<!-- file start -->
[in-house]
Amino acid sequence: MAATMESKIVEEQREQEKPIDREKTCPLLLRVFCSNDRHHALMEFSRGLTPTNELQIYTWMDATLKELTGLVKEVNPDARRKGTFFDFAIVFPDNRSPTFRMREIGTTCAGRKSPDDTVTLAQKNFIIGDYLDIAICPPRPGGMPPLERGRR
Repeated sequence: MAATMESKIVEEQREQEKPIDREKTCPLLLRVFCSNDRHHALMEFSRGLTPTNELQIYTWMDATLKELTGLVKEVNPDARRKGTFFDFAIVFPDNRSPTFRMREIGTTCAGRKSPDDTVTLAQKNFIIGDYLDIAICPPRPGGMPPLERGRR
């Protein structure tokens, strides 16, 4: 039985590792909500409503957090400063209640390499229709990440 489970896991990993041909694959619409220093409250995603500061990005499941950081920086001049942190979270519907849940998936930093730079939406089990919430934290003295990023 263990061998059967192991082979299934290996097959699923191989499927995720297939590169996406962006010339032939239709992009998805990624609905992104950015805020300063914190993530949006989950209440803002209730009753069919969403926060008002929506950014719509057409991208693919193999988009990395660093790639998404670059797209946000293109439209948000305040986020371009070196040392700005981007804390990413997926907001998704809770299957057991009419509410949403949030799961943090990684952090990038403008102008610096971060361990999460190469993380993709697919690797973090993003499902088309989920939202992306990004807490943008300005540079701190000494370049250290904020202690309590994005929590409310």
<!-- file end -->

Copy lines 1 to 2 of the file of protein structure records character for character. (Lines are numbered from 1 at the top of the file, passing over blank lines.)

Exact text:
[in-house]
Amino acid sequence: MAATMESKIVEEQREQEKPIDREKTCPLLLRVFCSNDRHHALMEFSRGLTPTNELQIYTWMDATLKELTGLVKEVNPDARRKGTFFDFAIVFPDNRSPTFRMREIGTTCAGRKSPDDTVTLAQKNFIIGDYLDIAICPPRPGGMPPLERGRR